In case you want to keep more fishes with your Crowntail Betta, we suggest you get at least a 20-gallon tank. However, do keep in mind that you like to stay alone. They are naturally territorial, and to keep them comfortable, the territory must be well adapted.
Additionally, Larger tanks will allow you to install the kind of vegetation that will appeal to them the most.
Other things to add to the tank.
You need to add much natural vegetation and accessories to keep your Crowntail Betta happy inside the tank. First and foremost, get a suitable lid for your tank because these fishes tend to jump a lot and get out of the aquarium.
One fun fact about Bettas is that they can take oxygen from the air as well as the water. So, you won’t be needing any aeration systems in your aquarium. In addition, this will protect your Betta’s lovely caudal fins from being harmed by heavy tank currents.
It is better not to add any types of décor with sharp edges as this can damage the delicate fins of this species. Don’t overdo your tank with decorations; make sure that your Betta has enough space to move around freely.
Begin by laying down plain gravel or fine sand substrate. If you like, you can even leave the aquarium’s bottom bare as they can live happily in both conditions. After that, throw in any hiding spots. Furthermore, you can use artificial caves and plants to provide protection. Floating plants are helpful because they serve to shield the sun and have a nesting surface.
Water and other optimal conditions
After setting up your tank and accessories, you need to set up your aquarium’s internal environment. They originate from South East Asia. Hence, they like that type of condition for living. Crowntail Bettas are freshwater species, so maintain the freshwater conditions.
The first step is to ensure that the pH levels are optimal. This varies between 6.4 and 7.0. Anything less or more than that can be very harmful to your Betta. I’m for a water hardness of two to five carbonate hardness, which has measurement in units of dKh. The water temperature should be between 76- and 80-degrees Fahrenheit.
Once more, any variation to this can bring about pressure and different issues for your Crowntail. It can cause serious harm to their digestion, which can eventually lead to other medical problems. Watch out for these tank conditions consistently.
Floating plants are an excellent addition to every aquarium. This is due to Crowntails’ fondness for using them in the construction of so-called bubble nests. The bubble nests are very important for their breeding process.
Dimming the tank illumination is still preferable. They dislike being in direct sunlight. This will put a lot of pressure on them, resulting in several health problems. It’s much cooler if you can set a timer to ensure that the light remains on for 12 hours and then turns off for the rest of the day.
Even though you do not need an aeration system, you can get a good quality nitrogen filter because it will aid in developing healthy microbes and help maintain a safe nitrate and ammonia level in the aquarium. Powerful currents in the water can harm the Betta’s fins, so control the airflow to be gentle.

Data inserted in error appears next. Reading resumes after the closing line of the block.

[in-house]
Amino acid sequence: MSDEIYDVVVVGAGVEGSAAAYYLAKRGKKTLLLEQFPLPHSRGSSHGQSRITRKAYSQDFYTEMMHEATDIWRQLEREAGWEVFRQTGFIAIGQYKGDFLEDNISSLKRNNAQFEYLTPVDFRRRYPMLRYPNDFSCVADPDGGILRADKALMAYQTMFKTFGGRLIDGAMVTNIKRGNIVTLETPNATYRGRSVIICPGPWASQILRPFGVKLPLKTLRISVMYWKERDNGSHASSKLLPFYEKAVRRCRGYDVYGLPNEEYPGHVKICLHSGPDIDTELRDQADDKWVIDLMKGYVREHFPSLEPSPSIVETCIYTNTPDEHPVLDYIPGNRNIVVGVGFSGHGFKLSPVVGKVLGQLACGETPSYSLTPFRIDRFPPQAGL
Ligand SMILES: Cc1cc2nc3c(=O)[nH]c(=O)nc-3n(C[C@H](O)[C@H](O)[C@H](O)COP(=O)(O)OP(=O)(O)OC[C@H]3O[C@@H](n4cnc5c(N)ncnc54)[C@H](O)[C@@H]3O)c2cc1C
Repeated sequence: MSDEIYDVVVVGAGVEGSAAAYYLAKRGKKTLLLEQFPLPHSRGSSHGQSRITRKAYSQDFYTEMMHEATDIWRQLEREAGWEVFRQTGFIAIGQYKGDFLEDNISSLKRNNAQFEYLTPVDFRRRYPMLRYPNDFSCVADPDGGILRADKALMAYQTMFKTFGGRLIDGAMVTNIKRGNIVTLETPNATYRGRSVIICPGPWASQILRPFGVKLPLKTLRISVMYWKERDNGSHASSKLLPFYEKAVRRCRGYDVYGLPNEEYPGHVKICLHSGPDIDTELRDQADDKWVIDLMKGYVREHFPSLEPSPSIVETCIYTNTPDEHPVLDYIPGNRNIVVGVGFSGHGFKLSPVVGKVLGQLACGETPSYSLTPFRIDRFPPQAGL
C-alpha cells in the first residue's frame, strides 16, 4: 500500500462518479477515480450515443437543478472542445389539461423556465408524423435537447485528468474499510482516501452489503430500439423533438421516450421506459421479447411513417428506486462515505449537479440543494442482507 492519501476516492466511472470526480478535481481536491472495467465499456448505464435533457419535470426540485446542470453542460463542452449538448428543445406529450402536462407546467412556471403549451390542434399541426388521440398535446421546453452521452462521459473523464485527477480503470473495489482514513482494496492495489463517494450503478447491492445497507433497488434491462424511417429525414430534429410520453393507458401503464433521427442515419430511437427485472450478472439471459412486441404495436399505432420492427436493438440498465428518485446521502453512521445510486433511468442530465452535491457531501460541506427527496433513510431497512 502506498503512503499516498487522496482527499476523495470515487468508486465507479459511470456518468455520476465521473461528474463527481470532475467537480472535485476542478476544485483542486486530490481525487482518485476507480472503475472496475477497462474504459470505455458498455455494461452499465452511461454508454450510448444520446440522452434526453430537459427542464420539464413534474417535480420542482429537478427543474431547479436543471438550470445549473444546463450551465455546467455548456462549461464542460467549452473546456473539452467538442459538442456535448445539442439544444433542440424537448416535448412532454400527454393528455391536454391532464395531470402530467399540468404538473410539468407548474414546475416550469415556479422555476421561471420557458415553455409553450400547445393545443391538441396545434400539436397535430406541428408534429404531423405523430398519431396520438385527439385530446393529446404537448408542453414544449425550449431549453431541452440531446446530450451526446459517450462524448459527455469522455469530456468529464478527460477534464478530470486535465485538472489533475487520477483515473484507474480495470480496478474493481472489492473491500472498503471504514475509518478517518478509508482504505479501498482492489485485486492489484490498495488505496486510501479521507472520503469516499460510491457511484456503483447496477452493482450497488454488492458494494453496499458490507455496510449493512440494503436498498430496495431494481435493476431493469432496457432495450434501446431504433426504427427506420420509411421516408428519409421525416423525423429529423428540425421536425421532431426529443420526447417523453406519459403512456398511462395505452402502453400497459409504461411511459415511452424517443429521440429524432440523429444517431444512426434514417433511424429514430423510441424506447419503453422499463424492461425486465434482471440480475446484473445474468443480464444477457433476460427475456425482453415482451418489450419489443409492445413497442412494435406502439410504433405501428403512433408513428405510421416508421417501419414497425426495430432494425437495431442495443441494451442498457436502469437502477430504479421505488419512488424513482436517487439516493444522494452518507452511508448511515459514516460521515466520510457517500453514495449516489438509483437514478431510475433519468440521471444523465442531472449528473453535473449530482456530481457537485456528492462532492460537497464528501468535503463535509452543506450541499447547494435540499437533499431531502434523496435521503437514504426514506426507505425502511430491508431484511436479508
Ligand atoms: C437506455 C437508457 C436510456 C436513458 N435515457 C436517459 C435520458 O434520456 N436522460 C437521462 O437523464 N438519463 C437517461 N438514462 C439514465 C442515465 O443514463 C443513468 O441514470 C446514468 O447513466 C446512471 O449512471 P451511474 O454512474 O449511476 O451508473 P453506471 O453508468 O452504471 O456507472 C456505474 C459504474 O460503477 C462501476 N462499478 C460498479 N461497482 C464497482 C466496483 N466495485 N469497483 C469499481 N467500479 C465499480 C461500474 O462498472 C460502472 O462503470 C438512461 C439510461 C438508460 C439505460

Sometimes you need to mix and match the conditions to find the best condition that suits your Crowntail Betta. Trial and error are the way to go before keeping any fish in your aquarium.
Cleaning and replacement
Just as you clean the aquarium with all other fishes, you need to clean your Crowntail Betta tank also. Cleaning the ornaments in your tank with soap or disinfectants is toxic to the Bettas. You should use a turkey baster to remove raw materials and other debris from the aquarium’s bottom. To vacuum, just use lukewarm water.
For replacing water, just follow the same steps as you would do with any other species in your aquarium.
Per 3-4 days, refill one-third of the water in your tank. The fish’s ecosystem’s ecological equilibrium will be disturbed if the whole water supply is replaced at once. They will react to the pH level and temperature of the water with a gradual transition.
Compatibility and Tankmates
As I mentioned earlier, Bettas tend to live alone. The same goes for Crowntail Bettas. However, if you can find fish to match their aggressive nature, they can easily fit other fishes. Here we will be discussing all the fishes that can be compatible with Crowntail Bettas.
These fish like to be left alone. They need a substantial amount of room and can be offensive against some other fish, even other Crowntails, that come into their personal room. It’s important not to overload the tank.
So, the most crucial point to remember is not to overcrowd the aquarium when you are keeping other fishes with them. Most aquarists keep these fish alone to maintain a strategic distance from any animosity. Be that as it may, there are a couple of appropriate tank mate alternatives in the event that you need to have an exuberant tank.
They have a terrible habit of fighting any fish which has the same behavior traits as themselves; aggressive, larger than Bettas, dominant and territorial. Hence the suitable tank mates for them are bottom dwellers who are peaceful and quiet. This will help you avoid any type of fighting inside the aquarium, as Crowntail Bettas likes to live in the tank’s upper or middle portion.